Network Operators List Their Peeves

The ears of a few well known networking companies must have been burning this week, as subscribers to the mailing list of the North American Network Operators' Group (NANOG) made their choices for the world's worst design decisions in networking gear.

These folk have plenty to complain about. After all, many of them are the guys'n'gals who get called out at night to fix your ISP connection. Their beefs (beeves?) center on features of networking gear that interfere with the efficient completion of their appointed rounds.

Examples include modules that can't be slotted into or out of routers easily; cable adapters that don't fit the equipment; sharp edges that cut engineers' hands; handles that don't work...

Here's a sampling of the choicer bits:

  • "Why did Cisco not include side handles on the 12000 chassis? It's a heavy chassis, and I can imagine how many techs have thrown out their back moving that chassis around." (NOTE: Subsequently, the thread moved on to how the scissors-jack included with the product could lift a house, or double as an office coffee-table.)
  • "Personally my issues are console-cable related: is there a benefit to the HUGE variety of console pinouts used by the various hardware vendors?"
  • "Could people just pick ONE pinout and connector and stick with it? Please!"
  • "I can't stand it when I sit down and find the keyboard in front of me has moved the 'backslash' key. It drives me crazy and prompts me to find a real keyboard right away to work with."
  • "RJ45 connecters that have a rubber hood over the release. Grrrrr!"
  • "The little clippy widgets (looks kind of like @) on some oldschool racks, that hold the nut in place for the hex-head bolt. Why these were considered desirable is beyond me."
  • "The slimline DS3 patch panels. God help you should you need to do something with the two innermost wires on the back end of that -- there's barely room for pliers, much less fingers."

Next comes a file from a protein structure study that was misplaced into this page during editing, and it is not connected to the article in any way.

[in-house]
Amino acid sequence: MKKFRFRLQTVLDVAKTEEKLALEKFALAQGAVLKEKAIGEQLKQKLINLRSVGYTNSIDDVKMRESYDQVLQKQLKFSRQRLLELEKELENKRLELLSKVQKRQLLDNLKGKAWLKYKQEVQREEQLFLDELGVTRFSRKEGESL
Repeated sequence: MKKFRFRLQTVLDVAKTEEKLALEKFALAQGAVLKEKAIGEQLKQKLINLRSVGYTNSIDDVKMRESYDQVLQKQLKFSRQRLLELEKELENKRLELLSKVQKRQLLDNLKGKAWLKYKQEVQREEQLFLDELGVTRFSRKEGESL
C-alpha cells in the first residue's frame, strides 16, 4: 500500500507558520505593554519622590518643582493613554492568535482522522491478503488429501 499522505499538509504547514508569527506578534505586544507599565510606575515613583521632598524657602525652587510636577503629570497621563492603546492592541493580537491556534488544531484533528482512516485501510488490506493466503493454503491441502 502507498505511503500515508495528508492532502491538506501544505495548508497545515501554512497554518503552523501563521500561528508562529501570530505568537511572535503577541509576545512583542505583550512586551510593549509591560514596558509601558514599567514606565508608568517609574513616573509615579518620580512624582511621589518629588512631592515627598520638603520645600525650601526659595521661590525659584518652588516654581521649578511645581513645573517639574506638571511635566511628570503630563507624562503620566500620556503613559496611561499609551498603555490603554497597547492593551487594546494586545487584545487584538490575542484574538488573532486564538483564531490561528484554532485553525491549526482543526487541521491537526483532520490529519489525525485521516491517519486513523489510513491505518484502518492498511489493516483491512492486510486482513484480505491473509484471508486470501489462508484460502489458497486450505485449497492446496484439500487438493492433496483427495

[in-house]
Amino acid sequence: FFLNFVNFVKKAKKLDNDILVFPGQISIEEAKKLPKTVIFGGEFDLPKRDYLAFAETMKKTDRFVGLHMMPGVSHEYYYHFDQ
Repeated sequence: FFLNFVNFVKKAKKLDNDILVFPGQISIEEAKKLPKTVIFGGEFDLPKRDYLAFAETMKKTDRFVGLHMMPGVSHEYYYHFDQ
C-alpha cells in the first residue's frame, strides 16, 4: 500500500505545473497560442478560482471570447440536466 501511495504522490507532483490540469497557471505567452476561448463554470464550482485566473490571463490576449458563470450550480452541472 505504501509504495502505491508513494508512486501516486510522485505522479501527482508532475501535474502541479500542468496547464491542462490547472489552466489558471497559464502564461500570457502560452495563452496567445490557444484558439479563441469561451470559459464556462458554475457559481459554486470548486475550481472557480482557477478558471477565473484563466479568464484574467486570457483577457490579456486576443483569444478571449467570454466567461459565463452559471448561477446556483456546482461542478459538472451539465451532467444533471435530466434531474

• "Any device whose physical characteristics make it a likely candidate to be shelf-mounted, yet which has side ventilation ports which will be blocked by the sides of a rack shelf."
  • "Routers that will accomodate high density of OCx ports but only have the bus capacity to support a fraction of hem."

Vendors, take heed. Messages like the above insert a healthy dose of reality. Have a thought for the poor fellow who has to confront this gear in the middle of the night.

— Mary Jander, Senior Editor, Light Reading

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mcasaes 12/4/2012 | 11:24:03 PM
re: Network Operators List Their Peeves No, you are wrong, the master/slave your refer is for CPU only, not for switch fabric/forwarding (if you are doing PCAP, the 2nd CPU will even be used to packet capture without impact in the control plane, if doing HA, the 1st and 2nd CPU will be in sync for control plane info)
The current hardware/software in the 8600 is wirespeed for 64 Giga interfaces, no doubts about that. Has been since day one. No "upgrade" was required for that.
Both TAP are active in a dual CPU/SSF configuration.
AFAIK, the full duplex argument come from what is called today Cisco Math..
BlueFox 12/4/2012 | 11:24:00 PM
re: Network Operators List Their Peeves Rubber booties on RJ45's as a problem????

I hate those damn things. If you work in a lab and are constantly rewiring your network they are an evil creation. Especially, if you have cables in the slots beside, above, and below the cable you are attempting to remove. Give me the wire cutters and off with the booties!!
vrparente 12/4/2012 | 11:23:59 PM
re: Network Operators List Their Peeves I kind of agree with justapeon. But I will add that one can build a packet switched (in this case referred to as a stat muxed) network and get cost savings from opex alone, without accounting for any differences in capital equipment cost or that portion of the opex tied to transmission capacity. In other words, packet switched networks can be easier to operate even for fixed bandwidth.